Fostering self-acceptance through Lewis’ “Girls Need Love”

Lewis’ club builds a supportive environment for girls helping out one another.


Courtesy of Kayla Boateng

Lewis’ Girls Need Love club members and sponsor participate in a “pink out” in October, in honor of Breast Cancer Awareness Month.

Joy Carpenter, Guest Writer

Lewis has a unique club with the mission to inspire girls and raise their self worth. “Girls Need Love,” which was founded in 2019 by Lewis alumna Kendra Boateng, has a stated mission. 

According to sophomore Kayla Boateng, who is now in her second year of leading the club, that mission is to “help girls inside the school and outside the school improve as individuals and help them outside the community.” 

Kayla wanted to continue the club her sister founded. She thought it would be a good idea to inspire young women in a place where, in her words, “we build safe spaces where girls come to be vulnerable and talk about anything they want to talk about.”

When Kendra Boateng created this club, she did so to help girls and welcome girls into a place where they are free to talk about anything they are passionate about. This club has become an amazing resource for young women especially when they are going through things that they don’t feel comfortable talking to adults about. 

Before Girls Need Love, Lewis had a similar club called BAPES. However, BAPES was more of a mentoring-mentee type of club.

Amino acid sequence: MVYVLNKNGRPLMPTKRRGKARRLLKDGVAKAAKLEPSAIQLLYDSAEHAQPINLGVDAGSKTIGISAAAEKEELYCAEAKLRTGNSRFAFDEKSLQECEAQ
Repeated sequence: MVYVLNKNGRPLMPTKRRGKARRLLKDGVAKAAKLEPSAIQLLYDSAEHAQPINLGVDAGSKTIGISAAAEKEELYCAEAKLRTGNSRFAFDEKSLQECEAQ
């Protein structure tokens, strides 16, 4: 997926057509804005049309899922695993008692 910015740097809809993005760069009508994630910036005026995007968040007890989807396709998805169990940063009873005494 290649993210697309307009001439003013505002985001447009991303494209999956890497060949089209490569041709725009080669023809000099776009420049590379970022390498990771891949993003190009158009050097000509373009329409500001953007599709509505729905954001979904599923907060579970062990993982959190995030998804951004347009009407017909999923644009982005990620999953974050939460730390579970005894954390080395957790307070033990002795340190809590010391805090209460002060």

Key Middle School African-American girls used to ride the bus to Lewis and attend BAPES. The high school girls were the mentors, and the Key Middle School girls were the mentees. 

When COVID hit and in-person instruction ended, BAPES tried to continue through Zoom meetings, but it didn’t work out. The BAPES sponsor Vaughnetta Caldwell moved, leaving a vacancy for club sponsor, and most of the BAPES members had graduated by the end of the year. BAPES had ended, but its absence set the stage for Girls Need Love.

Before the Covid closures, Kendra Boateng was in her junior year when she came up with the idea of making the “Girls Need Love” club. Kendra got the papers signed to make the club official. But she graduated, and Kayla took her position as club leader and continued their amazing legacy. 

When Kayla took Kendra’s place, English teacher Cynnamon Stevens served as the club’s sponsor for the club’s first year of existence. This year, Stevens stepped down as club sponsor to be replaced by Lewis special education teacher Dionne Young

Young shares both Kendra and Kayla’s vision for the club and looks forward to creating an encouraging environment for new and returning members.

Young views the saying “I am enough” as the belief behind Girls Need Love. 

“[The saying] reminds me that despite the things I’ve experienced and pains and trauma, that I still am valued. Having to constantly remind myself “I’m enough” means that I shouldn’t be in competition with someone else but always just working to be a better version of myself. That’s something I’ve been wanting to encourage the young women in this group to understand–that they are enough and that they don’t have to try and be better than anyone or compete with anyone else,” Young said.

Girls Need Love exists to inspire and care for girls.